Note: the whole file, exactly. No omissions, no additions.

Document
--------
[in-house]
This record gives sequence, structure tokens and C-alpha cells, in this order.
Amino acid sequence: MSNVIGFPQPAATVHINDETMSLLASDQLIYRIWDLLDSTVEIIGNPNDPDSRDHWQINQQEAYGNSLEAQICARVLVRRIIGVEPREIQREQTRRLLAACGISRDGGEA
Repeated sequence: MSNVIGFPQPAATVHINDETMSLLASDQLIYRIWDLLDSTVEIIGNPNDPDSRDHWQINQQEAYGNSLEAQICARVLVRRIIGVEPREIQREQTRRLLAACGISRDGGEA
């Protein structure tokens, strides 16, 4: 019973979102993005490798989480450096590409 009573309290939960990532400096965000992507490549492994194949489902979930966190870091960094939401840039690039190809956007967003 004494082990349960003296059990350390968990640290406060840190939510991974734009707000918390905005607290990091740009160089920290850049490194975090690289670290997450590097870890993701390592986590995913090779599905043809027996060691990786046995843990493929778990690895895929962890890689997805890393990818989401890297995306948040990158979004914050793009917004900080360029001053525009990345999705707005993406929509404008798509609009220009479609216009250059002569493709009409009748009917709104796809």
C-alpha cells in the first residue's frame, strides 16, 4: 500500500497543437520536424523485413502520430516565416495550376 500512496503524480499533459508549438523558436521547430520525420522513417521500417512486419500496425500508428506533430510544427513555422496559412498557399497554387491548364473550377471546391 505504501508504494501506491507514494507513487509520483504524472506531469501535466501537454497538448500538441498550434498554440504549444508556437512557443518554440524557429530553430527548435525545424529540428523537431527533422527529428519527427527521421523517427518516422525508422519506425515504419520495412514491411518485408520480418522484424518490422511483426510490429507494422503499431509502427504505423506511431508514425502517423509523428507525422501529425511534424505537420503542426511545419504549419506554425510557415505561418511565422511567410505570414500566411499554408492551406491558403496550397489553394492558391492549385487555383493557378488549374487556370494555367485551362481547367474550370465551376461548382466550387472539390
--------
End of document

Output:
[in-house]
This record gives sequence, structure tokens and C-alpha cells, in this order.
Amino acid sequence: MSNVIGFPQPAATVHINDETMSLLASDQLIYRIWDLLDSTVEIIGNPNDPDSRDHWQINQQEAYGNSLEAQICARVLVRRIIGVEPREIQREQTRRLLAACGISRDGGEA
Repeated sequence: MSNVIGFPQPAATVHINDETMSLLASDQLIYRIWDLLDSTVEIIGNPNDPDSRDHWQINQQEAYGNSLEAQICARVLVRRIIGVEPREIQREQTRRLLAACGISRDGGEA
């Protein structure tokens, strides 16, 4: 019973979102993005490798989480450096590409 009573309290939960990532400096965000992507490549492994194949489902979930966190870091960094939401840039690039190809956007967003 004494082990349960003296059990350390968990640290406060840190939510991974734009707000918390905005607290990091740009160089920290850049490194975090690289670290997450590097870890993701390592986590995913090779599905043809027996060691990786046995843990493929778990690895895929962890890689997805890393990818989401890297995306948040990158979004914050793009917004900080360029001053525009990345999705707005993406929509404008798509609009220009479609216009250059002569493709009409009748009917709104796809």
C-alpha cells in the first residue's frame, strides 16, 4: 500500500497543437520536424523485413502520430516565416495550376 500512496503524480499533459508549438523558436521547430520525420522513417521500417512486419500496425500508428506533430510544427513555422496559412498557399497554387491548364473550377471546391 505504501508504494501506491507514494507513487509520483504524472506531469501535466501537454497538448500538441498550434498554440504549444508556437512557443518554440524557429530553430527548435525545424529540428523537431527533422527529428519527427527521421523517427518516422525508422519506425515504419520495412514491411518485408520480418522484424518490422511483426510490429507494422503499431509502427504505423506511431508514425502517423509523428507525422501529425511534424505537420503542426511545419504549419506554425510557415505561418511565422511567410505570414500566411499554408492551406491558403496550397489553394492558391492549385487555383493557378488549374487556370494555367485551362481547367474550370465551376461548382466550387472539390